Latin American cuisine has been experiencing a spike in popularity around Vienna in recent years.
From tacos to Argentinian steakhouses, Brazilian street food, Mezcalaria madness, Cuban-inspired cocktails, and salsa dance parties, get a taste of Latin America at these food and drink spots in Vienna:
Mercado-Nikkei, a family-owned restaurant, has been able to make quite an impression in the Latin American gastro’ scene in Vienna by delivering a complexity of flavours of the Nikkei cuisine (a Japanese influenced cuisine born in Peru), while adding their own twist. The Japanese-Peruvian culinary sensation, Nikkei, served at Mercado is what the owners describe as the perfect combination of Latin America’s renowned tendency for chaos, and the discipline of the Japanese. You see, there is a huge Japanese population in Peru (it’s a long story) which meant they had a huge cultural impact on the country. Mercado’s Nikkei dishes sees Japanese dishes slapped together with the flavours and cooking techniques of the indigenous Peruvians to remarkable effect. Fresh fish is combined with limes, corn, aji peppers, yucca and the many kinds of potatoes that are worshipped in Peru. These flavour combinations bring together the best of the elegant and delicate cuisine of Japan with the freshness and spicy punch of Peru.
We also recommend… their home-made lemonade and fruity drinks will both refresh you and help you to picture yourself sitting on a beach somewhere
Opening times: TUE–FRI: 11am–2pm (only with a reservation!) WED–SAT: 6pm–10pm opening times are seasonal, these are for winter!
When you think about Argentinian cuisine, what comes to mind? In ours, it’s all about the sizzle of the grill. Their kitchen is beautifully simple – slap a piece of meat on the heat (tscch, tsssch) a sprinkle of salt and pepper, a splash of oil and good-quality fresh ingredients.
While nothing can beat actually traveling to Argentina and living off of meat, red wine, empanadas and grilled vegetables for the duration of your stay, La Huella is the more convenient, slightly closer, option.
The location of this place is a small hole-in-the-wall at the top of Mariahilfer Strasse. Once you walk in, the decor hints at the authenticity of the kitchen. There’s nothing fancy about the place, just as it would be in Salta, Argentina. The steaks are prepared the Argentinian way, and the meat is sourced from the homeland. We’d recommend partnering up with somebody at the table (or just inviting your significant other that you can eat messy BBQ with, with no shame) and going the parrillada for 2, which includes the different cuts of meat that are typically served up at a Argentinian parilla. And if you want to go the most Argentinian cut of steak on the menu, choose the Lomo cut – it’s tender, it’s juicy and it will have you understanding what inspires people to rave about the steaks from this country.
And that’s not all the Argentinian goodness you can experience at La Huelle. A glass of their wine with your steak is almost obligatory (ok, it’s not but you’d be crazy if you don’t) and we’d say go straight for the signature glass of the country, the Malbec.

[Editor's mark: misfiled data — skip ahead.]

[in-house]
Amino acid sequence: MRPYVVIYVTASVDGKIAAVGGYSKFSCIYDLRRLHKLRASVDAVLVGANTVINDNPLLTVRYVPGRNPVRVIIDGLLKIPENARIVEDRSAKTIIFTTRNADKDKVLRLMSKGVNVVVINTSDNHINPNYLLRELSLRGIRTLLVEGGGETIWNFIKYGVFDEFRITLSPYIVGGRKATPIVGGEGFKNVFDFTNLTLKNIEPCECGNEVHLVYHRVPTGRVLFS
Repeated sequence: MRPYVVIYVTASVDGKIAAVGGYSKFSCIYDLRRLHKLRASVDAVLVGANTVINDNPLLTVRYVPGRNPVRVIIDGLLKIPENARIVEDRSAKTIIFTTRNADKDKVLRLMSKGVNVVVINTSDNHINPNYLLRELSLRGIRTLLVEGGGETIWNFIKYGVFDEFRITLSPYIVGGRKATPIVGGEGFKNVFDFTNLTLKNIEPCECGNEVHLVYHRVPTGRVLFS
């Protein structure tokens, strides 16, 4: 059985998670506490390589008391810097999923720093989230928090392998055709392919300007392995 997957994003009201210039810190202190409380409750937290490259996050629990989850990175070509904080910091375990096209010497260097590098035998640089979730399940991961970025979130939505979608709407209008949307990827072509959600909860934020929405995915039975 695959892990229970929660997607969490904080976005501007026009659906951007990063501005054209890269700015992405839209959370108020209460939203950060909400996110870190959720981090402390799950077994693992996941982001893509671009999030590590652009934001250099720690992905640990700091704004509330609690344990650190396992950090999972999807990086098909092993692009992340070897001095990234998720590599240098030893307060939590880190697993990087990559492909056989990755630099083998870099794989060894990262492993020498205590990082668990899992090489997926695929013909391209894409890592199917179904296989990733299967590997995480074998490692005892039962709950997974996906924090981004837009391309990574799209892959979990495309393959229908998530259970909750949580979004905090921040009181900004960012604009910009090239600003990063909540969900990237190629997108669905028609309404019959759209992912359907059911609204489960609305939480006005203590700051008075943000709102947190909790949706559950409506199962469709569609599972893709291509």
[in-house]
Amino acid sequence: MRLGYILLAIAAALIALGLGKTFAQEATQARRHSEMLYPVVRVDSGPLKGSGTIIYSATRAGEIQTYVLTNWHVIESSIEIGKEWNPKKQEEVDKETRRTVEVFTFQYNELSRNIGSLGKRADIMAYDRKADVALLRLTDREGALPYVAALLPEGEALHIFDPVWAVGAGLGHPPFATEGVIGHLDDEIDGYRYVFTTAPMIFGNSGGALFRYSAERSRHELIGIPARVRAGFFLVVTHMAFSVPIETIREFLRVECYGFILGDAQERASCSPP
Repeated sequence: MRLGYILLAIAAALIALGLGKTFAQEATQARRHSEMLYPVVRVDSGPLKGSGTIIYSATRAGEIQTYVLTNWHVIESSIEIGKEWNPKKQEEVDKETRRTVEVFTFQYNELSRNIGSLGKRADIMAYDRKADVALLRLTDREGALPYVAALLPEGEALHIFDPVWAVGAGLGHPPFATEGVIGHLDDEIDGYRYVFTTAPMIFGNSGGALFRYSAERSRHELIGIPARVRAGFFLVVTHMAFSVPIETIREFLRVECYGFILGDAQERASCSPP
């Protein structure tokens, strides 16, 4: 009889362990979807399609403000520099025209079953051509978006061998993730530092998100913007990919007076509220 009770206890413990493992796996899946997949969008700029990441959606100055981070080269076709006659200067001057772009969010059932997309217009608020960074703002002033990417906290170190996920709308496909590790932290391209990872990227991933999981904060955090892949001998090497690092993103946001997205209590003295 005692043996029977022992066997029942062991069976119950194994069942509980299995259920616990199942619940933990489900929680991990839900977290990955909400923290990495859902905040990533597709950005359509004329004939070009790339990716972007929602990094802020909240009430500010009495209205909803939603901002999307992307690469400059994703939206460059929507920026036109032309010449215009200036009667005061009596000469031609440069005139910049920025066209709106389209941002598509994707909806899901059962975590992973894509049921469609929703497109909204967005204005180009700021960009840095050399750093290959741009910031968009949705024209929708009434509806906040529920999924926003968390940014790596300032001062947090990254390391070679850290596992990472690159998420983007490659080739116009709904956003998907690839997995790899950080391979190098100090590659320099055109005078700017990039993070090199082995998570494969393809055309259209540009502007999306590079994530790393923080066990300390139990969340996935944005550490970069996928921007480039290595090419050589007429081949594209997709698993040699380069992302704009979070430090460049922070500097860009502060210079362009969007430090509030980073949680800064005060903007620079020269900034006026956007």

Fun fact… the owner ran a catering business for ten years before taking the leap and starting La Huella three years ago.
Price Guide: Argentinian beer, Quilmes = 4.60€ Fernet Con Cola = 5€ Lomo steak = 33€ Starters = 2.30–13€
Mi Barrio, which translates to ‘my neighbourhood,’ is run by owners that come from Venezuela, Paraguay and the South and North of Spain. It’s a place that is the unofficial home of Latin American culture in Vienna. The location itself has been a Latin American venue for over 20 years, formerly known as Andino.
The menu boasts some of the tastiest treats from the continent – if you’re feeling adventurous, dive into a lasagna that uses grilled banana’s instead of sheets of pasta, if you’re just a little peckish, order the cheese sticks, but make sure to ask for more sauce, because you won’t be able to get enough of it. If you’re up for something familiar, their selection of Nachos, Burritos and empanadas will more than satisfy your tingling taste buds. Their filled arepa collection is also worth diving into. For those that have no idea what an Arepa is, these trending hand-held taste bombs are made out of ground maize dough and filled with tasty ingredients, like beans, avocado, salsas, and marinated meats.
There’s always a cocktail special during happy hour too, so if you prefer to graze with a buzz – treat yourself to one (or more) of those, then head upstairs to see whatever kind of event is happening in the venue that also belongs to this colourful place.
Good to know… the chances are high that whichever day you go here, there will be live music or dancing happening in one of the three halls.
Also good to know… renting this location for an event is free if they have an available time slot.
Price Guide: Beer on tap = 4.20€ Happy Hour cocktail = 4.40€ Starter = 5.80–7.20€ Main = 7.20 –18€
This place is somewhat the golden child amongst the slim pickings of the Mexican cuisine in Vienna. Most locals will quote it as one of the best in the city. And while we feel it lacks the spice and ‘something extra’ that a Mexican place getting praise should provide, we’d still recommend it as a great option for those muchachos craving food from the land of Aztecs, Mayans and Mariachis.
It’s definitely authentic (while tamed a little for the European tastes in the spice department), with all of the corn-obsessed dishes you’d find on the streets and in the eateries of the homeland in the menu. Not only do they have your typical Tacos and Quesadillas, but they’ve also got traditional Tacos al Pastor made with spit-grilled pork meat, Huarache (the classic Mexican flat bread ‘sandal) with a variety of toppings, including green or red salsa, onions, potato, cilantro and a variety of meats, and an Enchilada, smothered in the red or green salsa, or the famous Mole sauce, that might have you serenading it like a Mariachi after every bite. Meanwhile, the guacamole is Muy Rico (meaning: delightfully delicious!)
Mexican beers beyond Corona – like Modelo and Sol – can be shot back, while you can also experience the flavour bomb that is the Michelada (a beer prepared with lime juice, assorted sauces, and a ring of spices and peppers around the glass). And, of course, the tequilas are a aplenty, while they also have a few artisanal Mezcals on their shelves (be sure to sip it… this stuff is strong!).